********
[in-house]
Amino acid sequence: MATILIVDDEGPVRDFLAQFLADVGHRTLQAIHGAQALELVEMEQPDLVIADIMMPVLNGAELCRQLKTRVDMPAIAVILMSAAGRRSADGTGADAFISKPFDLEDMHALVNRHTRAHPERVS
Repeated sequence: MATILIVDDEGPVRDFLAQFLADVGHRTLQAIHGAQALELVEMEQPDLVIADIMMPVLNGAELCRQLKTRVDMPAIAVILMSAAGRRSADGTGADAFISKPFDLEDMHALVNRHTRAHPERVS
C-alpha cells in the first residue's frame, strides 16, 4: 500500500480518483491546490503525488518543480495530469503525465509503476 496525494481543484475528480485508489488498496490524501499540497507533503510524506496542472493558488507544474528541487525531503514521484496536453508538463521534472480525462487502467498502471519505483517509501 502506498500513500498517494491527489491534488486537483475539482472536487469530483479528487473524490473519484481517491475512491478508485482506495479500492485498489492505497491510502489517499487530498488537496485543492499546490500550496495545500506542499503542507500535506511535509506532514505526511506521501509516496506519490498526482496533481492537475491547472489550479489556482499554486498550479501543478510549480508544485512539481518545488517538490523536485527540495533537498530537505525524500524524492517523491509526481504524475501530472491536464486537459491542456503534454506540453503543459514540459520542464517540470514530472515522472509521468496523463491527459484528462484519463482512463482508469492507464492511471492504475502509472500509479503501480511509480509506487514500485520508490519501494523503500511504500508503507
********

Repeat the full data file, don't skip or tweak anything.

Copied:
[in-house]
Amino acid sequence: MATILIVDDEGPVRDFLAQFLADVGHRTLQAIHGAQALELVEMEQPDLVIADIMMPVLNGAELCRQLKTRVDMPAIAVILMSAAGRRSADGTGADAFISKPFDLEDMHALVNRHTRAHPERVS
Repeated sequence: MATILIVDDEGPVRDFLAQFLADVGHRTLQAIHGAQALELVEMEQPDLVIADIMMPVLNGAELCRQLKTRVDMPAIAVILMSAAGRRSADGTGADAFISKPFDLEDMHALVNRHTRAHPERVS
C-alpha cells in the first residue's frame, strides 16, 4: 500500500480518483491546490503525488518543480495530469503525465509503476 496525494481543484475528480485508489488498496490524501499540497507533503510524506496542472493558488507544474528541487525531503514521484496536453508538463521534472480525462487502467498502471519505483517509501 502506498500513500498517494491527489491534488486537483475539482472536487469530483479528487473524490473519484481517491475512491478508485482506495479500492485498489492505497491510502489517499487530498488537496485543492499546490500550496495545500506542499503542507500535506511535509506532514505526511506521501509516496506519490498526482496533481492537475491547472489550479489556482499554486498550479501543478510549480508544485512539481518545488517538490523536485527540495533537498530537505525524500524524492517523491509526481504524475501530472491536464486537459491542456503534454506540453503543459514540459520542464517540470514530472515522472509521468496523463491527459484528462484519463482512463482508469492507464492511471492504475502509472500509479503501480511509480509506487514500485520508490519501494523503500511504500508503507